Sources: Navy sailor suspected of spying for Russia
From Barbara Starr
The Navy says Ariel Weinmann served on the submarine Albuquerque.
YOUR E-MAIL ALERTS
WASHINGTON (CNN) -- A sailor facing espionage and desertion charges has been held at a Norfolk, Virginia, brig since March, the U.S. Navy said Wednesday.
Ariel Weinmann, 21, is suspected of having worked on behalf of Russia, said military sources close to the case.
He was likely to have had access to technical manuals and other material on submarine systems, Navy sources said. No one else in the Navy is suspected of having worked with Weinmann, they said.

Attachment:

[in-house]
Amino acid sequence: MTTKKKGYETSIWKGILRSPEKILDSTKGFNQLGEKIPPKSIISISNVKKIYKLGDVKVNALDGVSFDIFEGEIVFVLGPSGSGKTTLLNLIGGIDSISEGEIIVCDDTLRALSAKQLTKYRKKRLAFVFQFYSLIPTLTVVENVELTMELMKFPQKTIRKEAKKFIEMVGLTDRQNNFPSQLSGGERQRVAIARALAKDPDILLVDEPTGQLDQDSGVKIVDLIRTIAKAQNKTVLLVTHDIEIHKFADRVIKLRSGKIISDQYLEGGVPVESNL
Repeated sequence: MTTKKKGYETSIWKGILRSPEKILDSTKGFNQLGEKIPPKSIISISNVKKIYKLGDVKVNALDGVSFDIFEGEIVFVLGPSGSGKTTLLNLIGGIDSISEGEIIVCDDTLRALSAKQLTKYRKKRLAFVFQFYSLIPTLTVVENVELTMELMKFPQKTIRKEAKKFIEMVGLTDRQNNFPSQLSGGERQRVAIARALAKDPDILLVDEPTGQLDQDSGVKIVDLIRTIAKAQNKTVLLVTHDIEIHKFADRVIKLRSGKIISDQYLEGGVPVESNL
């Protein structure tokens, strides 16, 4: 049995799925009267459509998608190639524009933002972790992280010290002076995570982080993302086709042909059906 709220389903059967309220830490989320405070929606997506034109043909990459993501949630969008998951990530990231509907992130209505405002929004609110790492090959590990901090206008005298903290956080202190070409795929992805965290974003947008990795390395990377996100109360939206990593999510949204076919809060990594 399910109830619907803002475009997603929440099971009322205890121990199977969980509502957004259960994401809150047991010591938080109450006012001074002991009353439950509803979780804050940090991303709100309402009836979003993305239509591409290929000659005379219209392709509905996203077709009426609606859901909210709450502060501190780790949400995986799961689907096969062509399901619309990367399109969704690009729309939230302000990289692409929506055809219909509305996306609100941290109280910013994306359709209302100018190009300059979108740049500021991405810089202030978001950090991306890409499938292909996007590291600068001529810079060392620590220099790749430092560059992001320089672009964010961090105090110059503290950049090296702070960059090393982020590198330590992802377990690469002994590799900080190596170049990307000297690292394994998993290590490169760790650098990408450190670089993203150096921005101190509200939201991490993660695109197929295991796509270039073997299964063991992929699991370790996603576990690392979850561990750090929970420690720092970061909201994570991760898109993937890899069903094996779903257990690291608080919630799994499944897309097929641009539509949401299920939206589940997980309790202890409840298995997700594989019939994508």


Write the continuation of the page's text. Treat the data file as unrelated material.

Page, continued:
The fire control technician third class, assigned to the submarine USS Albuquerque, attempted on three occasions to pass classified information to foreign agents, the charges against him state.
Those incidents occurred in March 2005 in Bahrain; October 2005 in Vienna, Austria; and March 2006 in Mexico City, Mexico, according to the charges.
In addition to the espionage allegations, Weinmann also faces desertion charges, which could result in the death penalty. He is accused of deserting in July 2005 during his first tour of duty.
A customs agent took Weinmann into custody March 26 at Dallas-Fort Worth International Airport when he tried to re-enter the United States.
The case is the second involving allegations of military spying by Russia. The Defense Department has said it suspects Russia collected information about American intelligence in Iraq from U.S. Central Command in Doha, Qatar, in 2003.
|© 2007 Cable News Network.
A Time Warner Company. All Rights Reserved.
Terms under which this service is provided to you.
Read our privacy guidelines. Contact us. Site Map.